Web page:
Ronald Reagan may be America's second cowboy president, if you figure Hollywood sound stages as extensions of the western range that real cowboys rode. But he's been left out of the Library of Congress' new exhibition called "The American Cowboy," and don't think he didn't notice it last night.
"As I went along I kept looking and looking for something called 'Cattle Queen of Montana,' " Reagan joked to nearly 450 invited guests after taking a quick tour of the show with Nancy Reagan, Librarian of Congress Daniel Boorstin and Harry J. Gray, chairman of United Technologies Corp., which spent $200,000 to underwrite the exhibition.
"Cattle Queen of Montana," one of five cowboy movies Reagan made in his 25 years on the Hollywood scene, was filmed in 1955 with Barbara Stanwyck as his costar. "I wasn't the 'Cattle Queen,' Barbara Stanwyck was," he hastened to add, to the crowd's delight. "I also did one called 'Cowboy.' "
Actually, it was called "Cowboy From Brooklyn," but any mention of it or any of his other "B" cowboy films was deliberately left out of the show by guest curator Lonn Taylor.
"He did not really play a significant role in shaping the way people perceived the cowboys," said Taylor, a historian from Texas who wrote the show's script and chose the objects in the exhibition. "We were looking for images that were striking and delightful."
Reagan has traded on his western image in campaigns and while in the White House, and last night he did it again. He referred to his "fondness" for western art, his nostalgia for the symbols of the Old West and "the dream of our youth and the standards we aimed to live by in our adult lives, the ideas of courageous and self-reliant heroes--the stuff of western molds.
"The difference between right and wrong," the president said, "seemed as clear as the white hats cowboys in Hollywood movies wore so we'd know right from the beginning who the good guys were."
Though Reagan likes to portray himself as a white-hatted cowboy, Taylor said the president doesn't strike people as a real cowboy in his part of the country, the Southwest.
"In the East he's romanticized as a cowboy. In my part of the country he's seen as a successful politician. I perceive him as a film actor who has become a politician," said Taylor, adding that, in contrast, "Theodore Roosevelt was a cowboy who became a politician."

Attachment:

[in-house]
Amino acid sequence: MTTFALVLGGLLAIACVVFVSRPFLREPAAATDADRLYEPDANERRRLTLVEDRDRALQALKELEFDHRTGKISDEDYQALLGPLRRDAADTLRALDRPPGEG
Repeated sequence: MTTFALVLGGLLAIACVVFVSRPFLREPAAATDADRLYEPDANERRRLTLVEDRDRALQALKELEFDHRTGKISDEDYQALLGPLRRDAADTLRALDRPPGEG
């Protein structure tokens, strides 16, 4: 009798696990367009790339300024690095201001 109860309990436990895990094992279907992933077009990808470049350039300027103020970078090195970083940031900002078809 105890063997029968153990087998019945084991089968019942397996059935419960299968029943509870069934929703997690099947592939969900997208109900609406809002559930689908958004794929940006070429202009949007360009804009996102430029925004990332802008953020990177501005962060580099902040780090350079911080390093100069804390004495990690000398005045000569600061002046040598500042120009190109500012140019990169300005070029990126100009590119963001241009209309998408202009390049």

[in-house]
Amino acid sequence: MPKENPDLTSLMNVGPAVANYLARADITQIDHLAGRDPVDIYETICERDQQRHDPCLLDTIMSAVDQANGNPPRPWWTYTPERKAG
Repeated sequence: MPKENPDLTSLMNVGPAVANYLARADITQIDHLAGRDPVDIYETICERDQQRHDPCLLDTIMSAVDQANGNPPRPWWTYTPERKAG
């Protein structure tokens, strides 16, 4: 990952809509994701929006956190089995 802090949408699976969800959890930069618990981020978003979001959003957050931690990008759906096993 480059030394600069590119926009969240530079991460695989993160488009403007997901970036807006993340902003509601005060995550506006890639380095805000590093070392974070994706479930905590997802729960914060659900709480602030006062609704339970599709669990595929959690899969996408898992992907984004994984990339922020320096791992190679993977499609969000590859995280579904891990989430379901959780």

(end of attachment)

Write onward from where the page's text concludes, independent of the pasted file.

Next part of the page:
Roosevelt was the first genuine cowboy president, as the show amply documents in photographs and other displays. Among the items is a red bandanna designed as a campaign memento for Roosevelt. Reproductions of the scarf were given to both Reagans, formally attired for a later stop at the annual radio and television correspondents' dinner.
The Reagans promptly put the scarfs around their necks, taking a cue from the bandanna draped around the white marble neck of James Madison's statue. The larger-than-life statue served as the backdrop for the president's brief talk in the library's James Madison Memorial Building.
In opening the exhibit, Reagan cracked that "this may mark the beginning of a new era in Washington--some sorely needed horse sense. I can carry on from there, but I won't."
But politics seemed about as remote as the days of the old Rough Rider whose words have become America's defense policy off and on: Speak softly and carry a big stick. Compared with descriptions of "Star Trek"-like laser-beam defenses in outer space that Reagan advocated in Wednesday night's television speech, Roosevelt's motto seemed like old-fashioned gunslinger talk last night.
United Technologies' Gray, in a receiving line with Boorstin and William Welsh, deputy librarian, said he had heard Reagan's TV speech and thought it "very forceful."
Gray, who is in the same Bohemian Grove camp (Owl's Nest) with Reagan when the president attends the exclusive, all-male California get-togethers, said, "We must keep up a strong defense budget."
Last night, though, United Technologies' chief executive officer and others on his team were more preoccupied with "The American Cowboy," which opens to the public tomorrow and runs through Oct. 2.
United Technologies currently gives away $10 million a year, one third each to the arts, education and to health and welfare, said Raymond D'Argenio, the company's senior vice president.
Certainly no expense was spared at last night's party where there were oysters on the half shell, barbecued ribs, corn bread, fried spuds with cheese and sour cream topping, figs wrapped in prosciutto, fresh strawberries and assorted "red eyes" under more contemporary labels.
While the crowd milled about, the Riders of the Sky played such tunes as "Mexicali Rose" and "Ghost Riders in the Sky." Among the guests were country and western singer Patsy Montana, Attorney General William French Smith, Sen. Edward Zorinsky (D-Neb.), Supreme Court Justice Sandra Day O'Connor, former senator Eugene McCarthy, former ambassador Clare Boothe Luce, and former secretary of state Alexander M. Haig Jr., former chairman of United Technologies.
And receiving a steady stream of fans was western author Louis L'Amour, who stopped off in Washington while publicizing his latest book, "The Lonesome Gods." When the Motion Picture Association's Jack Valenti marveled at L'Amour's productivity (his books have sold 130 million copies to date), the writer grinned knowingly. "No end to them," he promised.
Not everybody got there in time to see the exhibit. Commerce Secretary Malcolm Baldrige, a rodeo qualified cowboy, missed it by minutes when it was closed to permit a security sweep of the area before the Reagans arrived. It provided a chance for reflections.
Did Baldrige think there were any western heroes around anymore, someone asked him.
"It depends upon how you define heroes," he said, after a pause.
"Ronald Reagan's from the West," suggested Dr. William S. Hughes, a Washington internist.
"There's a good answer--Ronald Reagan," said Baldrige. "My answer to that is Ronald Reagan."